The great house is easy to find, directly across from the Whitehouse Sandals Resort gate. I wonder how many people, staying at the resort know that such an interesting structure is within a short walking distance?
Ackendown Great House Photo Gallery
Our Visit to the Drax Hall Great House
Bonita and I were on the hunt for the Drax Hall Great House for two weekends. The owners of every store, apartment building and hotel in the neighborhood of the great house named their establishment Drax Hall…something. We found that villages and neighborhoods assume the name of the original estate or great house. There is a plethora of towns named after the great house or pen house such as Amity Hall, Brown’s Hall, Carron Hall, Dean Pen, Fellowship Hall, Giddy Hall, etc., whether or not the great house or pen still exists. The names give us a target area to look for great houses but on the other hand may send us on many a “wild goose chase.” Finally, we discovered that all that was left of the great Drax estate was the ruins of the water wheel for the sugar works.
In 1669, William Drax founded the Drax Hall Estate. Drax came to Jamaica from Barbados. Upon William Drax’s death in 1691, he passed the estate on to his son, Charles Drax who owned the estate until he died in 1721. William Beckford acquired Drax Hall Estate in 1722 from Samuel Reynolds, Charles Drax’s brother-in-law. William Beckford’s acquisition of the estate initiated a period of nearly 60 years of absentee ownership, first by Beckford, until his death in 1770, and then by his son William Beckford, owner from 1771 to 1821. The senior Beckford was said to be the richest planter in Jamaica. At his death, he owned nine sugar plantations and was part owner of seven more as well as nine cattle pens and a house in Spanish Town. (In a latter blog, I plan to report on the system of absentee landowners and their representatives left in charge of the estate known as their attorneys. Many times the owner’s foreman lived in the great house and never the owner.) In 1821, Drax Hall passed from the Beckford family to John H. Pink, who died in 1841. The Sewell family later purchased Drax Hall Estate.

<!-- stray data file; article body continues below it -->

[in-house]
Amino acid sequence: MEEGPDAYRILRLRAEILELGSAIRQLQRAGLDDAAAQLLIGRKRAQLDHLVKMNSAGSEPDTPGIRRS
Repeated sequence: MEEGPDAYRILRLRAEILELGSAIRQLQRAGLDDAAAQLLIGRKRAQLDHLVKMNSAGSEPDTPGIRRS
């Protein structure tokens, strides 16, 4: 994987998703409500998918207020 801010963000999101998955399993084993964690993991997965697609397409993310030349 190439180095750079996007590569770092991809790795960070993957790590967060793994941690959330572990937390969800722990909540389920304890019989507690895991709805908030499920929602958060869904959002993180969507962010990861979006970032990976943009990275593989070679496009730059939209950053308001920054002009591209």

Because Drax Hall was founded as a sugar estate, it’s not surprising to see that the property also features an impressive and well-preserved water wheel that drove two stone rollers. These rollers crushed the sugar cane and out flowed sugar juice. Heating this juice produced sugar, which remained after the liquid evaporated. The water for the wheel flowed from a dam on the Saint Ann Great River, which marked the western edge of the estate. The water wheel greatly boosted the productivity of the estate. Although Drax founded Drax Hall as a sugar plantation, subsequent owners switched to bananas and cattle in the 1880s and coconuts in 1905.
An 18th Century View of Drax Hall Estate. St. Ann, Jamaica in 1765. It shows the original 18th Century Great House on the hill overlooking the Sugar Works. From a Manuscript Plan of Drax Hall Estate surveyed by George Wilson in 1758, which includes a later pictorial cartouche dated 1765. Collection: The National Library of Jamaica, Kingston, Jamaica.